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I am planning a sand trip and have read that it is best to stand in the sand, BUT, when I stand, I weight my front tire and this has not been so good in the past as it digs in and turns and down I go. When I lean way back and stand I have to hold on tight with my hands and get fatiged. Thus I sit way back to lighten the front end. What am I doing wrong that standing weights the front tire so much? :cry: :cry: :cry: Or better yet, can I just not stand at all in the sand? :cry:

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You can hit the throttle much sooner in sand. You need to stay on the gas in the turn otherwise the bike wallows all over the place. I do all my braking before the corner and nail it as soon as I start to turn. You don't need as much throttle control as you do on harder ground.

Sand can be lots of fun.

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I ride in the sand arroyos behind my house, and sometimes the sand is so soft that it feels more like talcum powder. I was keeping my weight back, but my front wheel was drifting all over the place getting distracted by deep ruts... it felt like it was going to spoon out at any moment. On one occasion I started to climb up a large dune, got my weight forward, and voila... noticed that things became very stable. Started to ride forward on the flats, and found that the back wheel would now drift around a bit, but that the front was sticking and tracking much better.

Yoiks Shooter. I've never heard of a sucessful front-weighter in the sand before. And every time I didn't consistently weight the back, I crashed. Ever try doing a stoppie in the sand? :cry: Whatever.

At least when I ride Pismo, I focus on unweighting the front to keep it from washing out. The front is basically useless for steering in sand or mud, so you need to learn to lock your heels and legs in and steer by swinging the back end of the bike side-to-side with your legs and using the throttle. Like, to steer left, you swing the back end of your bike to the right and apply more throttle. If the bike fishtails to the left, you ease off the throttle until it fishtails with your leg help to the right, and add more throttle.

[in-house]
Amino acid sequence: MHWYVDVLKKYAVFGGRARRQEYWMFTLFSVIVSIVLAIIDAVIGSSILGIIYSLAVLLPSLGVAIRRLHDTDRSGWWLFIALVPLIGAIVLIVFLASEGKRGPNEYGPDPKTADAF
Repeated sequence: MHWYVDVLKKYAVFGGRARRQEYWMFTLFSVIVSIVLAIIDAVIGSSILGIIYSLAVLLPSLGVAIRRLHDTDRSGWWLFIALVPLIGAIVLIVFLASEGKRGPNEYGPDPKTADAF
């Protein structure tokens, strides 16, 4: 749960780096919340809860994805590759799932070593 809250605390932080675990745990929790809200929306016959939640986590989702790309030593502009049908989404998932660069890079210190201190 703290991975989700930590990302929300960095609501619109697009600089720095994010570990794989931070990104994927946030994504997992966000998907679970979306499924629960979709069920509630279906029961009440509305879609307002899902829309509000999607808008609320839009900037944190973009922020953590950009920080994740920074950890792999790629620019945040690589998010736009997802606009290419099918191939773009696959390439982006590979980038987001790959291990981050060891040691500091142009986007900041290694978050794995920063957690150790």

IMHO, in the sand, the front end is irrelevant, and the back end and throttle are your friend. -Mike-

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In looking through some of the sand techniques, I find that almost all of them indicate that weight back is the way to go. I've found that I feel much more stable with weight far forward.

Keep in mind the context of some of this advice is for otherwise capable riders dealing with sand relative to, well, anything that is not sand. A lot of posts are also about dealing with well-traveled, sandy trails which always develop a lot of braking bumps, whoops, acceleration bumps, etc., all of which are better attacked w/ a rear-biased stance and lots of throttle.

Sand, mud, rocks, dirt, whatever, you can't turn w/out some feedback from the front end, but in general, for most riders, the danger in soft sand is overloading the brakes, overwhelming the front end, and tucking it right into the turn.

But if you ride mostly in the sand anyway, like I do, most of this advice doesn't apply. Concentrate on what works for you in your natural environment, good skills in sand translate well to other areas. :cry: